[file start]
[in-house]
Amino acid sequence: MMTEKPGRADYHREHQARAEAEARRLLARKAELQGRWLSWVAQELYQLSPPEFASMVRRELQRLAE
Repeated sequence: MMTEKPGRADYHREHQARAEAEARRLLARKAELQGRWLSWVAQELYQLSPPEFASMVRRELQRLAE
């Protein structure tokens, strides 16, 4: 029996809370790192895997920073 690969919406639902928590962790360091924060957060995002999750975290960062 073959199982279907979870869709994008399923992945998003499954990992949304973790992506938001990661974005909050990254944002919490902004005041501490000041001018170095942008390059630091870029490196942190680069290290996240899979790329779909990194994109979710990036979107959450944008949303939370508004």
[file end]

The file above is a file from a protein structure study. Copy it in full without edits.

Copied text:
[in-house]
Amino acid sequence: MMTEKPGRADYHREHQARAEAEARRLLARKAELQGRWLSWVAQELYQLSPPEFASMVRRELQRLAE
Repeated sequence: MMTEKPGRADYHREHQARAEAEARRLLARKAELQGRWLSWVAQELYQLSPPEFASMVRRELQRLAE
């Protein structure tokens, strides 16, 4: 029996809370790192895997920073 690969919406639902928590962790360091924060957060995002999750975290960062 073959199982279907979870869709994008399923992945998003499954990992949304973790992506938001990661974005909050990254944002919490902004005041501490000041001018170095942008390059630091870029490196942190680069290290996240899979790329779909990194994109979710990036979107959450944008949303939370508004």